Mediation and Facilitation can provide broader satisfaction including:

• Substantive satisfaction (getting results),
Procedural satisfaction (in a way that works for you) and
Psychological satisfaction (feeling good or complete about the outcome).

All three are important for people who really want to move ahead, in a way that only settling the substantive issues cannot provide.

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“A large part of the experience was the great planning and orchestration that Philip Crump provided.   The family felt very empowered, supported, and informed. He is a gem.”

Facilitation is a related approach that addresses larger group concerns. Often, it means helping members of a group define their goals and agree on how to reach them. Sometimes, facilitation in conjunction with mediation brings out particular issues facing members of the group and then presents the issues for discussion in a safe and constructive atmosphere. Likewise, this process can be used to help groups plan their future by bringing out everyone’s hopes, dreams (and fears) in a productive setting.

I am experienced with both public and private facilitation—land-use and planning decisions, as well as strategic planning for boards and businesses and partnering on construction projects. I am proud to be a part of the New Mexico First facilitation team. The City of Albuquerque Land Use Facilitation Program provides a safe place for neighbors and applicants for planning changes to come together and hash out their concerns prior to formal hearing. I have been an active member of that land-use program since 1998.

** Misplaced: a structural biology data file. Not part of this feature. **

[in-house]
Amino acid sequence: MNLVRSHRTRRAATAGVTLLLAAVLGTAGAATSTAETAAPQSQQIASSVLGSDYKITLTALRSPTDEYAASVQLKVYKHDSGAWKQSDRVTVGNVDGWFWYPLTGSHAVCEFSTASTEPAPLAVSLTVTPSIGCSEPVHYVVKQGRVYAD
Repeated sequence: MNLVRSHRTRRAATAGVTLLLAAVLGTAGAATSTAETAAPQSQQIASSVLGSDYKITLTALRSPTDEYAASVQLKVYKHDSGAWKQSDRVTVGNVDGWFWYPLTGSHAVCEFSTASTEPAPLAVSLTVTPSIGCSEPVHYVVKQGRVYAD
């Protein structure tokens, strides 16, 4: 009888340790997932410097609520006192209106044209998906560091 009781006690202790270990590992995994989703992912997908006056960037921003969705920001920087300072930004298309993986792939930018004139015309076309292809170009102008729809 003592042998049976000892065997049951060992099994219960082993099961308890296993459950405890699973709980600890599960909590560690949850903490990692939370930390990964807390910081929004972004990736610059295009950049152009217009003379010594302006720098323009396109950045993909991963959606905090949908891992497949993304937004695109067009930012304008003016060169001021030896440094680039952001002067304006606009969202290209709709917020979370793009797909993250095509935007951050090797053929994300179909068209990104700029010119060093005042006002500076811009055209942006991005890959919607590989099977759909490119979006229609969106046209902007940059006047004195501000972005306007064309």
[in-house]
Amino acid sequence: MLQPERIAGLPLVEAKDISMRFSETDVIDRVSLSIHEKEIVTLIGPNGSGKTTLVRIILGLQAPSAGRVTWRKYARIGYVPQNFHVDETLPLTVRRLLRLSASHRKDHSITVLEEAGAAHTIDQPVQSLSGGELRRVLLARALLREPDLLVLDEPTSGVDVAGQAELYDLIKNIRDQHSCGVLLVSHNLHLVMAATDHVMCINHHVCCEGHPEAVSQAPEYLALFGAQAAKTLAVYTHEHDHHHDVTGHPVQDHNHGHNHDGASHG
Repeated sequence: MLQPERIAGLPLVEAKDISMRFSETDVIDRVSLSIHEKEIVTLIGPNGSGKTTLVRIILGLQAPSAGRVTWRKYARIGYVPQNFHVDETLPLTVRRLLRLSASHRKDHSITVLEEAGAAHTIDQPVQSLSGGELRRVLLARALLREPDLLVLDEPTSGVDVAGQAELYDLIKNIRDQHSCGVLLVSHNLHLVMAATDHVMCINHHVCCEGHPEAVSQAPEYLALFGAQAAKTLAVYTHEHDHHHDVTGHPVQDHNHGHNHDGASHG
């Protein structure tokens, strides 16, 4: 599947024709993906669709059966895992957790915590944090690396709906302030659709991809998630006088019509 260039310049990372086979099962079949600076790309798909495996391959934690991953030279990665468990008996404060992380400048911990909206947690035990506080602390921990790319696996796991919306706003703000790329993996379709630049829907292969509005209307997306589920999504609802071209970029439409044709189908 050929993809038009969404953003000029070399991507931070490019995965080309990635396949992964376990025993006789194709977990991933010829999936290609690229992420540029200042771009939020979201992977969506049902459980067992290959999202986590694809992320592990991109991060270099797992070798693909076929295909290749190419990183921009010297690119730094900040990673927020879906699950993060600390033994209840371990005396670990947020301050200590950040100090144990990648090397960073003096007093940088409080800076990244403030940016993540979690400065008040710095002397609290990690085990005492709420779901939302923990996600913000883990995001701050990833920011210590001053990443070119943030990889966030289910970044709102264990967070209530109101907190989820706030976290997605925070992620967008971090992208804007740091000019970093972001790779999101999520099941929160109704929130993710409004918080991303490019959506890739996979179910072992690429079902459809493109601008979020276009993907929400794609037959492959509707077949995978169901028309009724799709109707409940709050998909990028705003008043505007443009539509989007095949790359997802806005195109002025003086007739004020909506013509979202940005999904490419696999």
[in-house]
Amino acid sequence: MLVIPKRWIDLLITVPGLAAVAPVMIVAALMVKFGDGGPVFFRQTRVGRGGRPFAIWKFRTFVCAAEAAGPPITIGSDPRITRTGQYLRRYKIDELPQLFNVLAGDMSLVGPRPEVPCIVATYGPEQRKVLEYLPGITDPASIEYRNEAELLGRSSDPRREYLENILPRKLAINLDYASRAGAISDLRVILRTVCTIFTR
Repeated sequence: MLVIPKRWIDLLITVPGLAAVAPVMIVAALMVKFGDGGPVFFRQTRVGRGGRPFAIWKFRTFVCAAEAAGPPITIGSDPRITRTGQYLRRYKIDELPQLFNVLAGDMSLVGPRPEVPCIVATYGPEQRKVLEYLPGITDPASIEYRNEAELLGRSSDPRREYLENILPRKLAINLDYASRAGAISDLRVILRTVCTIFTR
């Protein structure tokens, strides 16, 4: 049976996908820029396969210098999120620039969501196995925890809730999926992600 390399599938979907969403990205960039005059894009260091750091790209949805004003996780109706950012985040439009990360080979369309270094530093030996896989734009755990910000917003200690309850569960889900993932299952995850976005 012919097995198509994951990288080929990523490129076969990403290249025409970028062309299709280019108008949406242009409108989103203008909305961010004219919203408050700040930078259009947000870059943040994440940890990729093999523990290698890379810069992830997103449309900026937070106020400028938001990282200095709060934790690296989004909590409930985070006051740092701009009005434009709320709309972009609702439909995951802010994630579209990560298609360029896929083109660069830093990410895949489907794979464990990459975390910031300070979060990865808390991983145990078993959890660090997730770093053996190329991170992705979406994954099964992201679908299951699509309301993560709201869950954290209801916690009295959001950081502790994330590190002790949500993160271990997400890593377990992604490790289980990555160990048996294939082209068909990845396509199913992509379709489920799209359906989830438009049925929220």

Appreciative Inquiry is a special approach to organization development—how people work together effectively—that focuses on “what works” rather than what does not. Remember “Seek and ye shall find?” Well, if you look for problems, sure enough you will find them. Instead, looking for positive activities, strategies, approaches and attitudes helps individuals and groups learn how to strengthen what they may already know.

For group workplace disputes, a process referred to as “intervention” uses both mediation and facilitation techniques to help people talk safely and openly about the issues of concern and create new group understanding and agreements about how to make the work situation better for everyone. Many of the organizations listed in my professional resume have asked me to help them become more effective using this approach.  See a lot more about this process and others at  Planning & Facilitation


Please contact me for a Free Consultation!

Philip Crump, Mediator & Facilitator
Phone: (505) 989-8558    
1301 Luisa Street, Suite B       [Map]
Santa Fe, New Mexico 87505        

Email: philip at pcmediate dot com


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Meet the Mediator

Family & Divorce

Work & Employment

Business & Construction

ADA & Special Education

Planning & Facilitation

Links & Resources